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mintable.m function y = mintable(n) generates a table of minterm vectors by repeated use of the m-function minterm .

function y = mintable(n) % MINTABLE y = mintable(n) Table of minterms vectors% Version of 3/2/93 % Generates a table of minterm vectors% Uses the m-function minterm y = zeros(n,2^n);for i = 1:n y(i,:) = minterm(n,i);end
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minvec3.m sets basic minterm vectors A , B , C , A c , B c , C c for the class { A , B , C } . (Similarly for minvec4.m, minvec5.m , etc.)

% MINVEC3 file minvec3.m Basic minterm vectors % Version of 1/31/95A = minterm(3,1); B = minterm(3,2);C = minterm(3,3); Ac = ~A;Bc = ~B; Cc = ~C;disp('Variables are A, B, C, Ac, Bc, Cc') disp('They may be renamed, if desired.')
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minmap function y = minmap(pm) reshapes a row or column vector pm of minterm probabilities into minterm map format.

function y = minmap(pm) % MINMAP y = minmap(pm) Reshapes vector of minterm probabilities% Version of 12/9/93 % Reshapes a row or column vector pm of minterm% probabilities into minterm map format m = length(pm);n = round(log(m)/log(2)); a = fix(n/2);if m ~= 2^n disp('The number of minterms is incorrect')else y = reshape(pm,2^a,2^(n-a));end
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binary.m function y = binary(d,n) converts a matrix d of floating point nonnegative integers to a matrix of binary equivalents, one on each row.Adapted from m-functions written by Hans Olsson and by Simon Cooke. Each matrix row may be converted to an unspaced string of zeros and ones by the device ys = setstr(y + '0').

function y = binary(d,n) % BINARY y = binary(d,n) Integers to binary equivalents% Version of 7/14/95 % Converts a matrix d of floating point, nonnegative% integers to a matrix of binary equivalents. Each row % is the binary equivalent (n places) of one number.% Adapted from the programs dec2bin.m, which shared % first prize in an April 95 Mathworks contest.% Winning authors: Hans Olsson from Lund, Sweden, % and Simon Cooke from Glasgow, UK.% Each matrix row may be converted to an unspaced string % of zeros and ones by the device: ys = setstr(y + '0').if nargin<2, n = 1; end % Allows omission of argument n [f,e]= log2(d); n = max(max(max(e)),n);y = rem(floor(d(:)*pow2(1-n:0)),2);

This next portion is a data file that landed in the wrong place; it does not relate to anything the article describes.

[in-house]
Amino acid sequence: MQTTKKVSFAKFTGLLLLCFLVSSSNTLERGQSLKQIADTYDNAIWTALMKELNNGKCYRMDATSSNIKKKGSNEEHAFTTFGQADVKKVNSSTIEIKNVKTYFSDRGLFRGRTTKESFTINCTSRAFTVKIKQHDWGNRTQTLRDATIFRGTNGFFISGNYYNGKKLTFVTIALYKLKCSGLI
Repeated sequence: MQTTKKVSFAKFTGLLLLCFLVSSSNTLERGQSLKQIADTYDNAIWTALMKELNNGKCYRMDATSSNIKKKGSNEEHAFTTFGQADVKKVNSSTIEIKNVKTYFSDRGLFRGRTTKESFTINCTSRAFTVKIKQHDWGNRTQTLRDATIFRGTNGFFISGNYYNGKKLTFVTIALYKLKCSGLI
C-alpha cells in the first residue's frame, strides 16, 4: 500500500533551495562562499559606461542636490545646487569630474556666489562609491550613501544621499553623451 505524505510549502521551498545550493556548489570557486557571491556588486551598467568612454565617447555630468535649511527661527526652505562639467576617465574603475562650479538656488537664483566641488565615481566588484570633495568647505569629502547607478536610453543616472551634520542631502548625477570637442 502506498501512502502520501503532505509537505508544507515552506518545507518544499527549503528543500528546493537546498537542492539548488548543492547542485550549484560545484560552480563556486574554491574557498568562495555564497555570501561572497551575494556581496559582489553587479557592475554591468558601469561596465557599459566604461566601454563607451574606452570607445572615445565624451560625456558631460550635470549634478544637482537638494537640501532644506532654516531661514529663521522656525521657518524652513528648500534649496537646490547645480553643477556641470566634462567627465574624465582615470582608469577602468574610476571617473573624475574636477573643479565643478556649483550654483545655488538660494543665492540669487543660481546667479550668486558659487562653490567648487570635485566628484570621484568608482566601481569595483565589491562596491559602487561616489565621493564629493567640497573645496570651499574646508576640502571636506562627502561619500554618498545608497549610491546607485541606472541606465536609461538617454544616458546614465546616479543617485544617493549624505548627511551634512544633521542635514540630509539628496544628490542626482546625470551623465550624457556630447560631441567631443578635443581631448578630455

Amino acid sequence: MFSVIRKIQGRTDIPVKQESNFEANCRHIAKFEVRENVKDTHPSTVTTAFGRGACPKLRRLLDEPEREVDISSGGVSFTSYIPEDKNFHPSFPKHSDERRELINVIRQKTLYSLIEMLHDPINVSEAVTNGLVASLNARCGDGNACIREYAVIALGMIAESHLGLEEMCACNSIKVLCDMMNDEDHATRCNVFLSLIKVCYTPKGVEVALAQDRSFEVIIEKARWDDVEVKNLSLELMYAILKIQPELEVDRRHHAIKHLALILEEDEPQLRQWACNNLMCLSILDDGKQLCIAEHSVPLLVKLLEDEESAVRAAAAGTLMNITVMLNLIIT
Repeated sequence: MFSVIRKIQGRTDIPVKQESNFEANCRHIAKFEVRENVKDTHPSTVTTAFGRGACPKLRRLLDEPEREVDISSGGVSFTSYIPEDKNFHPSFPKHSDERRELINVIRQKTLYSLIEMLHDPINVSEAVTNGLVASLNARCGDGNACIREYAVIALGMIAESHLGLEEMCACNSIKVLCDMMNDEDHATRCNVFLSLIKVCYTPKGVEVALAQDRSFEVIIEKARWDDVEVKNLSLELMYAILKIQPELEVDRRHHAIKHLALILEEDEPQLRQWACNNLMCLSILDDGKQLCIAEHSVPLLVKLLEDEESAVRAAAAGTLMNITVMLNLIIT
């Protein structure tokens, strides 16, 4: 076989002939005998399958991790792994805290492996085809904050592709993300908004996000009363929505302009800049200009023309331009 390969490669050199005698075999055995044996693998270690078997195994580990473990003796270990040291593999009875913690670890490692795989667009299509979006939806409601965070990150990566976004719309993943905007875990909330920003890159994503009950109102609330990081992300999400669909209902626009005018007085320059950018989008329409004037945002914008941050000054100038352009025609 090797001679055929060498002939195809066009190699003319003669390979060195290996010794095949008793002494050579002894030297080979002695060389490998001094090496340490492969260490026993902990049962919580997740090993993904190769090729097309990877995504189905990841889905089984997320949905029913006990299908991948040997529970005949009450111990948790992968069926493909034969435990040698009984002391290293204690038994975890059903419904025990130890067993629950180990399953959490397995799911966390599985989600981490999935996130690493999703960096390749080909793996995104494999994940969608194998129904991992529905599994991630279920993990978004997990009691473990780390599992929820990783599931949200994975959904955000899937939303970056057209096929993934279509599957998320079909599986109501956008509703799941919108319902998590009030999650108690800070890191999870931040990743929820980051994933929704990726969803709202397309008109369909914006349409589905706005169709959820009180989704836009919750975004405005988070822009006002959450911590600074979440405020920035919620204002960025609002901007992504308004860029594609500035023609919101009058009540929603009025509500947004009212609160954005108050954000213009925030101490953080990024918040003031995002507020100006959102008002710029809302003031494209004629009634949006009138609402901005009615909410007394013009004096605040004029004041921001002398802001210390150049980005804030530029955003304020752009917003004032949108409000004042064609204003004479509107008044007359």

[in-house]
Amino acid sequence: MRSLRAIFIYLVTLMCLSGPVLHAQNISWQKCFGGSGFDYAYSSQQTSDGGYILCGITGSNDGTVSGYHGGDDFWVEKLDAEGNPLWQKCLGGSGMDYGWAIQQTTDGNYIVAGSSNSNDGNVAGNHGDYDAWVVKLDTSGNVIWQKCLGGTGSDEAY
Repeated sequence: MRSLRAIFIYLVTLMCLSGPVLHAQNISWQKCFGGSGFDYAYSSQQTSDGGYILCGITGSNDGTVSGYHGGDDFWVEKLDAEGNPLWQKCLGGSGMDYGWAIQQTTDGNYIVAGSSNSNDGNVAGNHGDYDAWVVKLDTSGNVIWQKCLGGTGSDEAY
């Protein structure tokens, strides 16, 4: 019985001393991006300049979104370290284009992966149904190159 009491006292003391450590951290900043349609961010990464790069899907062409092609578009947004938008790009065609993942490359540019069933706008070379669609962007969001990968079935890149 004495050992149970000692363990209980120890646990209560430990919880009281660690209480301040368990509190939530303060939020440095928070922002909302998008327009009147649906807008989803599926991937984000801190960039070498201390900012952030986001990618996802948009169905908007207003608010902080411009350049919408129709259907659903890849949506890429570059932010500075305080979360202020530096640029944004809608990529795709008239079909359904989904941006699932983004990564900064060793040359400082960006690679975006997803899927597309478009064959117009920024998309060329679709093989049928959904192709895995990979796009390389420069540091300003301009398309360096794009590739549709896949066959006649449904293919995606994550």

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mincalc.m The m-procedure mincalc determines minterm probabilities from suitable data. For a discussion of the data formatting and certain problems, see 2.6.

% MINCALC file mincalc.m Determines minterm probabilities % Version of 1/22/94 Updated for version 5.1 on 6/6/97% Assumes a data file which includes % 1. Call for minvecq to set q basic minterm vectors, each (1 x 2^q)% 2. Data vectors DV = matrix of md data Boolean combinations of basic sets-- % Matlab produces md minterm vectors-- one on each row.% The first combination is always A|Ac (the whole space) % 3. DP = row matrix of md data probabilities.% The first probability is always 1. % 4. Target vectors TV = matrix of mt target Boolean combinations.% Matlab produces a row minterm vector for each target combination. % If there are no target combinations, set TV = []; [md,nd]= size(DV); ND = 0:nd-1;ID = eye(nd); % Row i is minterm vector i-1 [mt,nt]= size(TV); MT = 1:mt;rd = rank(DV); if rd<md disp('Data vectors are NOT linearly independent')else disp('Data vectors are linearly independent')end % Identification of which minterm probabilities can be determined from the data% (i.e., which minterm vectors are not linearly independent of data vectors) AM = zeros(1,nd);for i = 1:nd AM(i) = rd == rank([DV;ID(i,:)]); % Checks for linear dependence of each endam = find(AM); % minterm vector CAM = ID(am,:)/DV; % Determination of coefficients for the available mintermspma = DP*CAM'; % Calculation of probabilities of available minterms PMA = [ND(am);pma]'; if sum(pma<-0.001)>0 % Check for data consistency disp('Data probabilities are INCONSISTENT')else % Identification of which target probabilities are computable from the dataCT = zeros(1,mt); for j = 1:mtCT(j) = rd == rank([DV;TV(j,:)]);end ct = find(CT);CCT = TV(ct,:)/DV; % Determination of coefficients for computable targets ctp = DP*CCT'; % Determination of probabilitiesdisp(' Computable target probabilities') disp([MT(ct); ctp]') end % end for "if sum(pma<-0.001)>0" disp(['The number of minterms is ',num2str(nd),]) disp(['The number of available minterms is ',num2str(length(pma)),]) disp('Available minterm probabilities are in vector pma')disp('To view available minterm probabilities, call for PMA')